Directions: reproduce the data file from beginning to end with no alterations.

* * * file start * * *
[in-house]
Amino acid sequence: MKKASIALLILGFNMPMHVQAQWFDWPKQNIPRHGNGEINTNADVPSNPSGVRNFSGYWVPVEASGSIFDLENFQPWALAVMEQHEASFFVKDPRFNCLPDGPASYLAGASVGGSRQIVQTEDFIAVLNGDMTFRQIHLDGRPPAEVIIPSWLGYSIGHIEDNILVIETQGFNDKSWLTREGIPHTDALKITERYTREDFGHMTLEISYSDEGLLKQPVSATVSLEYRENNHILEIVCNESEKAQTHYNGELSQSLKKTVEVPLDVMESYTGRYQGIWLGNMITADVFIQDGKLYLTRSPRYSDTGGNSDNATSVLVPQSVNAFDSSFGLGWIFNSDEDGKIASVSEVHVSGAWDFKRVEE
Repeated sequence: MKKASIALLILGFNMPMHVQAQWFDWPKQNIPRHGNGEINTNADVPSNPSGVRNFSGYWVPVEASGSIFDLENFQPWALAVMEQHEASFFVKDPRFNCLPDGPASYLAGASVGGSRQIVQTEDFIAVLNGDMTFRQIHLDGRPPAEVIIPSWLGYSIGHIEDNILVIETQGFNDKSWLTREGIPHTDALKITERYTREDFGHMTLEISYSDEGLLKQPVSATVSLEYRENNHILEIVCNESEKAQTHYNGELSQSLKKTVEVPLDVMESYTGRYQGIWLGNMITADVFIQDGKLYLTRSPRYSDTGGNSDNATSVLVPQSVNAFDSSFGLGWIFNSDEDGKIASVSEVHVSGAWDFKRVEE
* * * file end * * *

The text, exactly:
[in-house]
Amino acid sequence: MKKASIALLILGFNMPMHVQAQWFDWPKQNIPRHGNGEINTNADVPSNPSGVRNFSGYWVPVEASGSIFDLENFQPWALAVMEQHEASFFVKDPRFNCLPDGPASYLAGASVGGSRQIVQTEDFIAVLNGDMTFRQIHLDGRPPAEVIIPSWLGYSIGHIEDNILVIETQGFNDKSWLTREGIPHTDALKITERYTREDFGHMTLEISYSDEGLLKQPVSATVSLEYRENNHILEIVCNESEKAQTHYNGELSQSLKKTVEVPLDVMESYTGRYQGIWLGNMITADVFIQDGKLYLTRSPRYSDTGGNSDNATSVLVPQSVNAFDSSFGLGWIFNSDEDGKIASVSEVHVSGAWDFKRVEE
Repeated sequence: MKKASIALLILGFNMPMHVQAQWFDWPKQNIPRHGNGEINTNADVPSNPSGVRNFSGYWVPVEASGSIFDLENFQPWALAVMEQHEASFFVKDPRFNCLPDGPASYLAGASVGGSRQIVQTEDFIAVLNGDMTFRQIHLDGRPPAEVIIPSWLGYSIGHIEDNILVIETQGFNDKSWLTREGIPHTDALKITERYTREDFGHMTLEISYSDEGLLKQPVSATVSLEYRENNHILEIVCNESEKAQTHYNGELSQSLKKTVEVPLDVMESYTGRYQGIWLGNMITADVFIQDGKLYLTRSPRYSDTGGNSDNATSVLVPQSVNAFDSSFGLGWIFNSDEDGKIASVSEVHVSGAWDFKRVEE